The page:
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Intrusive FCC idea gets the ax it deserves

What could be so outrageous that Republicans and the conservative blogosphere are lighting up in defense of the mainstream media?

A plan the federal government planned to hatch that would have been an intolerable invasion by Big Brother, regardless of which party was in power. The idea was misguided enough to earn a bipartisan backlash even though it was birthed on one side of the aisle.

The Federal Communications Commission, currently controlled by Democrats, was organizing an effort to go into America’s newsrooms to see if they are providing the public with the information the government thinks they need. Starting this spring with eight stations in Columbia, S.C., and expanding to as many as 280 print and broadcast newsrooms nationwide, FCC contractors were to probe how editors decide what’s news and how they report it.

Faced with mounting disparagement of the idea, the FCC pulled the plug late Friday. It said it would not conduct the pilot program in Columbia until the program was redesigned, and that any replacement plan would not involve quizzing reporters and editors about their news judgment.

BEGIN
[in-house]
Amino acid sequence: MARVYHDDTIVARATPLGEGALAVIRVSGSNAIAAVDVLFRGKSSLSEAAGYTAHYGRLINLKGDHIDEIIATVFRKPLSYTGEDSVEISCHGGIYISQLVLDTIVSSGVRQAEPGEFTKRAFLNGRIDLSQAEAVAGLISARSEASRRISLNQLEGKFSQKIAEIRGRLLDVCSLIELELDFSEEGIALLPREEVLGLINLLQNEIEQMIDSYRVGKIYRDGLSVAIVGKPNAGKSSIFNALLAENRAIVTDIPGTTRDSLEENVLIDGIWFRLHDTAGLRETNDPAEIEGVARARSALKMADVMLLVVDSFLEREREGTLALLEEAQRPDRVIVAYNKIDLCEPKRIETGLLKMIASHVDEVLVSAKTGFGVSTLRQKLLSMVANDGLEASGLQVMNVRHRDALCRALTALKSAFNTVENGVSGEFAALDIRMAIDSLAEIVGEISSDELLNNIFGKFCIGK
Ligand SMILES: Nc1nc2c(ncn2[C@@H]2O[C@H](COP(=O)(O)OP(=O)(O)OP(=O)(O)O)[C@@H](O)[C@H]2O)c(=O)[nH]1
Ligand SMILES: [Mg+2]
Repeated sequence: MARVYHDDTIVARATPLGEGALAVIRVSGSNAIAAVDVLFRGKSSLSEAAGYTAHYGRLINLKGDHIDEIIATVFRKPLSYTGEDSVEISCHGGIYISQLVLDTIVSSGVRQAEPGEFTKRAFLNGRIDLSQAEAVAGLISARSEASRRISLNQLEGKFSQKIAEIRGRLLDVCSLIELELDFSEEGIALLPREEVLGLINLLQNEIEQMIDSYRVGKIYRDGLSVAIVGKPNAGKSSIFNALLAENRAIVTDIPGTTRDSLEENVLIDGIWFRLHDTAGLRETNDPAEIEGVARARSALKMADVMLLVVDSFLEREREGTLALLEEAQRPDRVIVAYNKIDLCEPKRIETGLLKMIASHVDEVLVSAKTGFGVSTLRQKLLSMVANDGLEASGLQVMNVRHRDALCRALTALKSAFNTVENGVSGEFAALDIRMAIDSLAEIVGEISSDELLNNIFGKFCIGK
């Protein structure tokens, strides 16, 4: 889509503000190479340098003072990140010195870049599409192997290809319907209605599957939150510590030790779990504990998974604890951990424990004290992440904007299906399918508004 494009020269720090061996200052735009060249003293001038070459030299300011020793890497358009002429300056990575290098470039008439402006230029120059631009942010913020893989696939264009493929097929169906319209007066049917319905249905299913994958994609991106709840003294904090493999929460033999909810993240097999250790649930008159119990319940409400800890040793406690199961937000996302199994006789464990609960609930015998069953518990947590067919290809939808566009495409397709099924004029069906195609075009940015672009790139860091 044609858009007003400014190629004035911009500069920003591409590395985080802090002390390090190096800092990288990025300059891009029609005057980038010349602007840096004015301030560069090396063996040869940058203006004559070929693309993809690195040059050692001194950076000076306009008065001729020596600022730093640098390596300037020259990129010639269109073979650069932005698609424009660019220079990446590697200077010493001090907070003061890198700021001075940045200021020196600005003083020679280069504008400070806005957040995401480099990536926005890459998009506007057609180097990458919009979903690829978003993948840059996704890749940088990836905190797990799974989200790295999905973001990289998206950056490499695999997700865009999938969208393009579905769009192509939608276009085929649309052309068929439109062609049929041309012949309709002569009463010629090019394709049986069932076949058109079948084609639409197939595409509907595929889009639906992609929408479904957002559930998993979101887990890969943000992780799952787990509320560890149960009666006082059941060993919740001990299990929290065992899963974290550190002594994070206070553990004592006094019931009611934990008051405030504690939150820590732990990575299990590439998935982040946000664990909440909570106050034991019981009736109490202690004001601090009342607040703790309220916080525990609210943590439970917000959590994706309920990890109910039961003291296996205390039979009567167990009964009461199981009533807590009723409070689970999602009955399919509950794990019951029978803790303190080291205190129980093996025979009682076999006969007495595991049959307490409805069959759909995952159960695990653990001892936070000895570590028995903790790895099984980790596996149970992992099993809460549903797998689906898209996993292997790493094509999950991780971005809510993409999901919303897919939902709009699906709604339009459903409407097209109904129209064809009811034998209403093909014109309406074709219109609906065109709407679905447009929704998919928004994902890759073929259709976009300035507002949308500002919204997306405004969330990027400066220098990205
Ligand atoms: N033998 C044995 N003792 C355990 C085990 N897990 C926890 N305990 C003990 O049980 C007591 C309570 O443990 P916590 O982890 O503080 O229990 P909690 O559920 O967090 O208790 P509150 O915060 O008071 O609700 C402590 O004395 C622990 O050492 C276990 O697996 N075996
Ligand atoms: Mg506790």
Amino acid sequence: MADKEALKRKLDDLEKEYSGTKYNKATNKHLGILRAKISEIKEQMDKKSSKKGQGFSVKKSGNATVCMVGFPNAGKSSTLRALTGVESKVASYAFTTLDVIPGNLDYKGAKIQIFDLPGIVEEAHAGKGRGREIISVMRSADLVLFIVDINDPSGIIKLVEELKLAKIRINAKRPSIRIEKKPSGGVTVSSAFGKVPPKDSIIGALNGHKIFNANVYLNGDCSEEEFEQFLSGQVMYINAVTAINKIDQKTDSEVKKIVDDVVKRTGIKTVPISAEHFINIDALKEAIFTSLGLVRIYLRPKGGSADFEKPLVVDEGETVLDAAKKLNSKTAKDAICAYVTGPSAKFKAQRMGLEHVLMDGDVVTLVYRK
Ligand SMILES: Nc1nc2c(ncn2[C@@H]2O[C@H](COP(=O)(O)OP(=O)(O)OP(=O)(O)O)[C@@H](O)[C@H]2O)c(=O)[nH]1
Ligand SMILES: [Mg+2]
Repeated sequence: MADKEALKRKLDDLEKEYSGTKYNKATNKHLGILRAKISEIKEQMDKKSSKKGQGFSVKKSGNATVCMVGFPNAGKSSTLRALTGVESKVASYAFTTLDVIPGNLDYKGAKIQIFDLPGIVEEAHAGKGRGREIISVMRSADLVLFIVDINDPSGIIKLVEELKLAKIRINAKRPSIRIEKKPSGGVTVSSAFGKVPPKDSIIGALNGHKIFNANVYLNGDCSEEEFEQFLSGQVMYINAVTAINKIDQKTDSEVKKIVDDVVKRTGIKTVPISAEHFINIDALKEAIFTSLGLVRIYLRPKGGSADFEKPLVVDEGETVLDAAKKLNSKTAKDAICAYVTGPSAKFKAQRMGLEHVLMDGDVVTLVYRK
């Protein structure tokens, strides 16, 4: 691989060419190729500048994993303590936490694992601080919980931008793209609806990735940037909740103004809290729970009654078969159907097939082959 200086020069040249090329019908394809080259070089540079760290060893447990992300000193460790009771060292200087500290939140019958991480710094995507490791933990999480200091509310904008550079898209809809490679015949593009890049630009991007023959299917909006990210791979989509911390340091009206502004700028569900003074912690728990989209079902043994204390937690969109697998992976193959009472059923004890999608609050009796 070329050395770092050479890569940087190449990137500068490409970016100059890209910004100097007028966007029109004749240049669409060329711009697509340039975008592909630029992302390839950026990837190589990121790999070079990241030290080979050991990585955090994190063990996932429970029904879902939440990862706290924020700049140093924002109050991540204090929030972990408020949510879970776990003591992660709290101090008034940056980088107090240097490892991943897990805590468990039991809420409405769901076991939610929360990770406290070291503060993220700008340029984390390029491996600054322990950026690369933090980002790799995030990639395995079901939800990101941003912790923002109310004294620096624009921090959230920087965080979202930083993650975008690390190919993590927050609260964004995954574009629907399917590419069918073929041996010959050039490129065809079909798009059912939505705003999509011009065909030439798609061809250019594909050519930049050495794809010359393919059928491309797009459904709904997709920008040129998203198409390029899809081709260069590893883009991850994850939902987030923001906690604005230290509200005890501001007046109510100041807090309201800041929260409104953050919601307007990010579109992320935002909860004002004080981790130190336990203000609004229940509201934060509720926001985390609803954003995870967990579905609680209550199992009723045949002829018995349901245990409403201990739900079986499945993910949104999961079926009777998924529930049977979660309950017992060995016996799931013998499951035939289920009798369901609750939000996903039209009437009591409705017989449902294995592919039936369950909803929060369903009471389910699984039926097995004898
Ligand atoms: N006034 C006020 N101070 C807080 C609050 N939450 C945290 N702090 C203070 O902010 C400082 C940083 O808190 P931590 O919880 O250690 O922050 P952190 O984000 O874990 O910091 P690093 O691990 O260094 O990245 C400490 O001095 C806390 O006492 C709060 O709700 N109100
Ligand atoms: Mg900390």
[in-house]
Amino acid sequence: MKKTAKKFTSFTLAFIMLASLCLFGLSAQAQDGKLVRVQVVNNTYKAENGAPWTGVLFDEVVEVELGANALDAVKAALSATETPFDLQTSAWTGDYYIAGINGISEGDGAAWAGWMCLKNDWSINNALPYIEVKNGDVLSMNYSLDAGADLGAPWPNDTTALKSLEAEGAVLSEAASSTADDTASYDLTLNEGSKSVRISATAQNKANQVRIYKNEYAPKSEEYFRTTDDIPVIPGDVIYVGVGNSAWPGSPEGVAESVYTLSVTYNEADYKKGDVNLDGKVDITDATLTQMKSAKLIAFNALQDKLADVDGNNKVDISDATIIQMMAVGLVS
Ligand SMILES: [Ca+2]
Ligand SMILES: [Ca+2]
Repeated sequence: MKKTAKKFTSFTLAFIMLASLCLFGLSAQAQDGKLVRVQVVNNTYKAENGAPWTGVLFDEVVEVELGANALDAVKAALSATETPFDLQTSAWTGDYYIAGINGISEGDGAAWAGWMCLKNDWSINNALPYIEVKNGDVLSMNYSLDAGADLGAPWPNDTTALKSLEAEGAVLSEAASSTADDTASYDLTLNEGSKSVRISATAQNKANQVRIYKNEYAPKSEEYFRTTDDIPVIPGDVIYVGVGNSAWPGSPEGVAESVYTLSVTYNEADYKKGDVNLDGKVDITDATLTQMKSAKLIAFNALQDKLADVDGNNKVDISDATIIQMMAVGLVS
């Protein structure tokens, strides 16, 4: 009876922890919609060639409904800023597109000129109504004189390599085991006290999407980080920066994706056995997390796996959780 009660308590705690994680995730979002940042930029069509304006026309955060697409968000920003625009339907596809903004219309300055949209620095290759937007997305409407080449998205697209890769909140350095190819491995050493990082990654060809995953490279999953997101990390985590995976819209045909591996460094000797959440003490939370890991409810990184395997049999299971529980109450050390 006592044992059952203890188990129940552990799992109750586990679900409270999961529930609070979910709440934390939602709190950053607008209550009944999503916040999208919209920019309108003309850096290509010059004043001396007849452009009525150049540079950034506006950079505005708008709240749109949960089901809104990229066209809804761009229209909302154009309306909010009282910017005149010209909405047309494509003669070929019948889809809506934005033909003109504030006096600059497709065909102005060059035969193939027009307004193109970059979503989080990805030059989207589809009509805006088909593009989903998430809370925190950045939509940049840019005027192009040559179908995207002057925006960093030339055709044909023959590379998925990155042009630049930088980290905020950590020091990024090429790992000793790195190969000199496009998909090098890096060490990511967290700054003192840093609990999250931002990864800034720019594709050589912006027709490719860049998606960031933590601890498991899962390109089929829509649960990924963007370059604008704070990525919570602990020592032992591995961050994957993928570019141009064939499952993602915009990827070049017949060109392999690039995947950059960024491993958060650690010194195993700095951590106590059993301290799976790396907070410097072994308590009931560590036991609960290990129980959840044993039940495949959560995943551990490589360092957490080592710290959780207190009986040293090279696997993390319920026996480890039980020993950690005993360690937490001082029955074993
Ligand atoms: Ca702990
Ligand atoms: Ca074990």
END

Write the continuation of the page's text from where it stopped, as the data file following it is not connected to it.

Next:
This, of course, was the only sensible thing to do. But there was no indication that the FCC had any intention of slowing down until the public and the press demanded it. That effort escalated quickly after a Republican FCC commissioner, Ajit Pai, lambasted the idea in a Wall Street Journal column on Feb. 10.

The FCC had decided Americans have eight “critical information needs.” They are, the FCC said: “information about emergencies and risks; health and welfare; education; transportation; economic opportunities; the environment; civic information and political information.”

Was this a nefarious plot to control the message the public receives? That seems like a stretch, but it doesn’t take a conspiracy theorist to see how such meddling in private newsrooms could have quickly crossed the line. Would the FCC, which controls access to the public airwaves, have applied subtle or overt pressure on journalists to cover, say, the environment or education or “economic opportunities” in the light the current administration thinks is “critical” for the public?

The idea that the Obama administration could essentially take over the nation’s newsrooms is far-fetched. Perhaps journalists and much of the public wouldn’t assume the worst if President Obama’s administration hadn’t already established itself as the most egregious in generations when it comes to fostering government secrecy, prosecuting leakers and targeting journalists. Throw in the NSA’s tactics and an overzealous IRS and it’s not surprising that the FCC’s plan was viewed with suspicion.

The whole project was a waste of time and money in addition to a threat to the First Amendment. The FCC was right to finally kill it.

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